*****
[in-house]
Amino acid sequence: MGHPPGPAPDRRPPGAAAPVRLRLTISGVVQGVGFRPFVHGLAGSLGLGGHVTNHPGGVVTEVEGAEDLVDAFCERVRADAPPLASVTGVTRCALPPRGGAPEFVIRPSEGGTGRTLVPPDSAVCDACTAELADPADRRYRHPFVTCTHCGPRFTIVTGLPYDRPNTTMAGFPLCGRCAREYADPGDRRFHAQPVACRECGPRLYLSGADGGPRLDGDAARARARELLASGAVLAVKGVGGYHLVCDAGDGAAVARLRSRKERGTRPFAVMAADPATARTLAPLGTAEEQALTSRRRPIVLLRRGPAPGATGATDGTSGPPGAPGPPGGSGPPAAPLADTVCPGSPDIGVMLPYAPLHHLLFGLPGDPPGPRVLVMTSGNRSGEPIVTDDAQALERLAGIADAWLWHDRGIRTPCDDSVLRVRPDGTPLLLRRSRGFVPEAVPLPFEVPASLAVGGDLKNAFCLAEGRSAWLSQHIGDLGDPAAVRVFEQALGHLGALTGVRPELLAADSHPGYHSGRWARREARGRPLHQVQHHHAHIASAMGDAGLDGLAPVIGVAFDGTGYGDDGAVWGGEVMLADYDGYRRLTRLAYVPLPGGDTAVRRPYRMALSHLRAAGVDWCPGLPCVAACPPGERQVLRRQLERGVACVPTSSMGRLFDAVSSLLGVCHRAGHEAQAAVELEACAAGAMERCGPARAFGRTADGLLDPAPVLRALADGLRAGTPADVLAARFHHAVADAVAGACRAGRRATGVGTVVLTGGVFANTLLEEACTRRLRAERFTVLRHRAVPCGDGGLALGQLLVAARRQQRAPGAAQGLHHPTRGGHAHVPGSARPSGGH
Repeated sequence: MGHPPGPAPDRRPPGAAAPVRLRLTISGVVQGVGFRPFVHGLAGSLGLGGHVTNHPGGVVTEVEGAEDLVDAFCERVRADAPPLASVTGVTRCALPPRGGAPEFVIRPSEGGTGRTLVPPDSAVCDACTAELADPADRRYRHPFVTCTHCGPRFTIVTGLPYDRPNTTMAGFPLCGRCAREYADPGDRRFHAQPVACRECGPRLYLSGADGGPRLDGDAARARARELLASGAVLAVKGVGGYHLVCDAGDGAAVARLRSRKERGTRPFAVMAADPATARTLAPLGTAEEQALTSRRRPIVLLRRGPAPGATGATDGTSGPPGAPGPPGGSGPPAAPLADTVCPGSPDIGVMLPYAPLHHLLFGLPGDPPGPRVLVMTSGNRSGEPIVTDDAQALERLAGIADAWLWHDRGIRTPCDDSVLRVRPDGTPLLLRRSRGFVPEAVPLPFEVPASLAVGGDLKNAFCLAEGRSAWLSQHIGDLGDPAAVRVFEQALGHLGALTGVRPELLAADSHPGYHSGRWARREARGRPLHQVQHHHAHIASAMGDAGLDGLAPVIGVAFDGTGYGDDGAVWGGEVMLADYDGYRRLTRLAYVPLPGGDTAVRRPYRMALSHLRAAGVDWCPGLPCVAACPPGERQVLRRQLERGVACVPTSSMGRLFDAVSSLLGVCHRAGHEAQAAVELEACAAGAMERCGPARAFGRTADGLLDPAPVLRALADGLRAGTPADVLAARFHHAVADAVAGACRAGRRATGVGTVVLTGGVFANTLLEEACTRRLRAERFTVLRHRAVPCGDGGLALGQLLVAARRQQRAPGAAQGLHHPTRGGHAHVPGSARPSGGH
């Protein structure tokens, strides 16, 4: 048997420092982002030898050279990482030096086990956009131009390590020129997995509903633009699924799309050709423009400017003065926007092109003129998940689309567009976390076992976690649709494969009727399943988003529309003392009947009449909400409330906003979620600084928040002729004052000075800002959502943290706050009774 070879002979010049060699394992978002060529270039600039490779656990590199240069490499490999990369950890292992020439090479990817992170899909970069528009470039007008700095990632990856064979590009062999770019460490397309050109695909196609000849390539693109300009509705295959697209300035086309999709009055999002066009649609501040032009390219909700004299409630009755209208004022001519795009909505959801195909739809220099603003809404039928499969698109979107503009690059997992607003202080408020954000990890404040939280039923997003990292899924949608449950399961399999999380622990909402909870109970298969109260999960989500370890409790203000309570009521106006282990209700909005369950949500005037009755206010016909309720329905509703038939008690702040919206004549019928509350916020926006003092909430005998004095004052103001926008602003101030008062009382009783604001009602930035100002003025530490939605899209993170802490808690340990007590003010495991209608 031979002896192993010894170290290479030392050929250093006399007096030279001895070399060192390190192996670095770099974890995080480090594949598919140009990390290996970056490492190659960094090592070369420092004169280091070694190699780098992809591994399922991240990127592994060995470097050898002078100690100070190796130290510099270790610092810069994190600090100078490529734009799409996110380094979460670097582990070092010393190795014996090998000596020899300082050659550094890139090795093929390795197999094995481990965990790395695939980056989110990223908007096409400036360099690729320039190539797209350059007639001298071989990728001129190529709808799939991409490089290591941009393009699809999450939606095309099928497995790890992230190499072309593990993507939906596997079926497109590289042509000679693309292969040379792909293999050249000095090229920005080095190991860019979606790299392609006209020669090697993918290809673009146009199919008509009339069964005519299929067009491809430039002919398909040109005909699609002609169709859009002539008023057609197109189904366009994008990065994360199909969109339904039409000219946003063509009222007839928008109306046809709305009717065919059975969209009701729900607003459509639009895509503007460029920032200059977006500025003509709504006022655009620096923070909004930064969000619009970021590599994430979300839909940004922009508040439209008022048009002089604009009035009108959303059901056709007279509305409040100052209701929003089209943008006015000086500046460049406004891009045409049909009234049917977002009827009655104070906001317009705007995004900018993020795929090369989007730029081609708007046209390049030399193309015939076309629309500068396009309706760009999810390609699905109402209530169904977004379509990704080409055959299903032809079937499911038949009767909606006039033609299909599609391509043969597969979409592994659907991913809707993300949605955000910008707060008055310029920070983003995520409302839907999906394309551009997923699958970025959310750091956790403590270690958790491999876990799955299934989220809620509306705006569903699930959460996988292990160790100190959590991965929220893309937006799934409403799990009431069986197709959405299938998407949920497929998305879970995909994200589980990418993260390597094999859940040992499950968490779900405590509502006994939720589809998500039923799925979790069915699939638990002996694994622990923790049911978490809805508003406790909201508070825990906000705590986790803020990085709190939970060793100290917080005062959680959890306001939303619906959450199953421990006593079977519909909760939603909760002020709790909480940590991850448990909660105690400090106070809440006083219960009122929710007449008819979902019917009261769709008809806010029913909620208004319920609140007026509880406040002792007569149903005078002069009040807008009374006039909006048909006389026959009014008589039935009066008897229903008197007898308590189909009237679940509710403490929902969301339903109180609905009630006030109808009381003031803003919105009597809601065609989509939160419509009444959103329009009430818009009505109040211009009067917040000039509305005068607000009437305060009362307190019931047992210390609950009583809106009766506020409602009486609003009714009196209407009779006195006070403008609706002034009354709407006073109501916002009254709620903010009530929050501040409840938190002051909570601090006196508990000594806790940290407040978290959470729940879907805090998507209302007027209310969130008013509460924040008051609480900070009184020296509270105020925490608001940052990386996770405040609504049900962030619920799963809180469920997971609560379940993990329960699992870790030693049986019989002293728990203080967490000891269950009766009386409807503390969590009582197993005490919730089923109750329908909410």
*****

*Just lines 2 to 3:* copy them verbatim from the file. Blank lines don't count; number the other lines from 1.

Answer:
Amino acid sequence: MGHPPGPAPDRRPPGAAAPVRLRLTISGVVQGVGFRPFVHGLAGSLGLGGHVTNHPGGVVTEVEGAEDLVDAFCERVRADAPPLASVTGVTRCALPPRGGAPEFVIRPSEGGTGRTLVPPDSAVCDACTAELADPADRRYRHPFVTCTHCGPRFTIVTGLPYDRPNTTMAGFPLCGRCAREYADPGDRRFHAQPVACRECGPRLYLSGADGGPRLDGDAARARARELLASGAVLAVKGVGGYHLVCDAGDGAAVARLRSRKERGTRPFAVMAADPATARTLAPLGTAEEQALTSRRRPIVLLRRGPAPGATGATDGTSGPPGAPGPPGGSGPPAAPLADTVCPGSPDIGVMLPYAPLHHLLFGLPGDPPGPRVLVMTSGNRSGEPIVTDDAQALERLAGIADAWLWHDRGIRTPCDDSVLRVRPDGTPLLLRRSRGFVPEAVPLPFEVPASLAVGGDLKNAFCLAEGRSAWLSQHIGDLGDPAAVRVFEQALGHLGALTGVRPELLAADSHPGYHSGRWARREARGRPLHQVQHHHAHIASAMGDAGLDGLAPVIGVAFDGTGYGDDGAVWGGEVMLADYDGYRRLTRLAYVPLPGGDTAVRRPYRMALSHLRAAGVDWCPGLPCVAACPPGERQVLRRQLERGVACVPTSSMGRLFDAVSSLLGVCHRAGHEAQAAVELEACAAGAMERCGPARAFGRTADGLLDPAPVLRALADGLRAGTPADVLAARFHHAVADAVAGACRAGRRATGVGTVVLTGGVFANTLLEEACTRRLRAERFTVLRHRAVPCGDGGLALGQLLVAARRQQRAPGAAQGLHHPTRGGHAHVPGSARPSGGH
Repeated sequence: MGHPPGPAPDRRPPGAAAPVRLRLTISGVVQGVGFRPFVHGLAGSLGLGGHVTNHPGGVVTEVEGAEDLVDAFCERVRADAPPLASVTGVTRCALPPRGGAPEFVIRPSEGGTGRTLVPPDSAVCDACTAELADPADRRYRHPFVTCTHCGPRFTIVTGLPYDRPNTTMAGFPLCGRCAREYADPGDRRFHAQPVACRECGPRLYLSGADGGPRLDGDAARARARELLASGAVLAVKGVGGYHLVCDAGDGAAVARLRSRKERGTRPFAVMAADPATARTLAPLGTAEEQALTSRRRPIVLLRRGPAPGATGATDGTSGPPGAPGPPGGSGPPAAPLADTVCPGSPDIGVMLPYAPLHHLLFGLPGDPPGPRVLVMTSGNRSGEPIVTDDAQALERLAGIADAWLWHDRGIRTPCDDSVLRVRPDGTPLLLRRSRGFVPEAVPLPFEVPASLAVGGDLKNAFCLAEGRSAWLSQHIGDLGDPAAVRVFEQALGHLGALTGVRPELLAADSHPGYHSGRWARREARGRPLHQVQHHHAHIASAMGDAGLDGLAPVIGVAFDGTGYGDDGAVWGGEVMLADYDGYRRLTRLAYVPLPGGDTAVRRPYRMALSHLRAAGVDWCPGLPCVAACPPGERQVLRRQLERGVACVPTSSMGRLFDAVSSLLGVCHRAGHEAQAAVELEACAAGAMERCGPARAFGRTADGLLDPAPVLRALADGLRAGTPADVLAARFHHAVADAVAGACRAGRRATGVGTVVLTGGVFANTLLEEACTRRLRAERFTVLRHRAVPCGDGGLALGQLLVAARRQQRAPGAAQGLHHPTRGGHAHVPGSARPSGGH